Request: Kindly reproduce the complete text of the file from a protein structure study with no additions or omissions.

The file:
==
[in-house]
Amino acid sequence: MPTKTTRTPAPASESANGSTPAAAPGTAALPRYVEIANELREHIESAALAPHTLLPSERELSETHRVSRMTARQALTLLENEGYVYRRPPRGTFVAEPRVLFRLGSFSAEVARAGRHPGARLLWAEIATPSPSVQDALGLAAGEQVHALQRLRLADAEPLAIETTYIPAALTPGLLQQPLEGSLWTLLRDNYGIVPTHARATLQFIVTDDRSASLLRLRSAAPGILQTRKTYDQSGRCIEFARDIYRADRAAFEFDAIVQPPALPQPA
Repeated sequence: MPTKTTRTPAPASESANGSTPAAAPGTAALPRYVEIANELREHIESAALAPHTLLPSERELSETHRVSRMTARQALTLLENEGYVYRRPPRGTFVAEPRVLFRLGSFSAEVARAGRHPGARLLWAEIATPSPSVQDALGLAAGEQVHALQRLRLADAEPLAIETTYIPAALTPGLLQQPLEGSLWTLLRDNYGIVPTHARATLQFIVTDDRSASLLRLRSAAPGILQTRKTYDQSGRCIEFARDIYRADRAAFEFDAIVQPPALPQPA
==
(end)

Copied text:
[in-house]
Amino acid sequence: MPTKTTRTPAPASESANGSTPAAAPGTAALPRYVEIANELREHIESAALAPHTLLPSERELSETHRVSRMTARQALTLLENEGYVYRRPPRGTFVAEPRVLFRLGSFSAEVARAGRHPGARLLWAEIATPSPSVQDALGLAAGEQVHALQRLRLADAEPLAIETTYIPAALTPGLLQQPLEGSLWTLLRDNYGIVPTHARATLQFIVTDDRSASLLRLRSAAPGILQTRKTYDQSGRCIEFARDIYRADRAAFEFDAIVQPPALPQPA
Repeated sequence: MPTKTTRTPAPASESANGSTPAAAPGTAALPRYVEIANELREHIESAALAPHTLLPSERELSETHRVSRMTARQALTLLENEGYVYRRPPRGTFVAEPRVLFRLGSFSAEVARAGRHPGARLLWAEIATPSPSVQDALGLAAGEQVHALQRLRLADAEPLAIETTYIPAALTPGLLQQPLEGSLWTLLRDNYGIVPTHARATLQFIVTDDRSASLLRLRSAAPGILQTRKTYDQSGRCIEFARDIYRADRAAFEFDAIVQPPALPQPA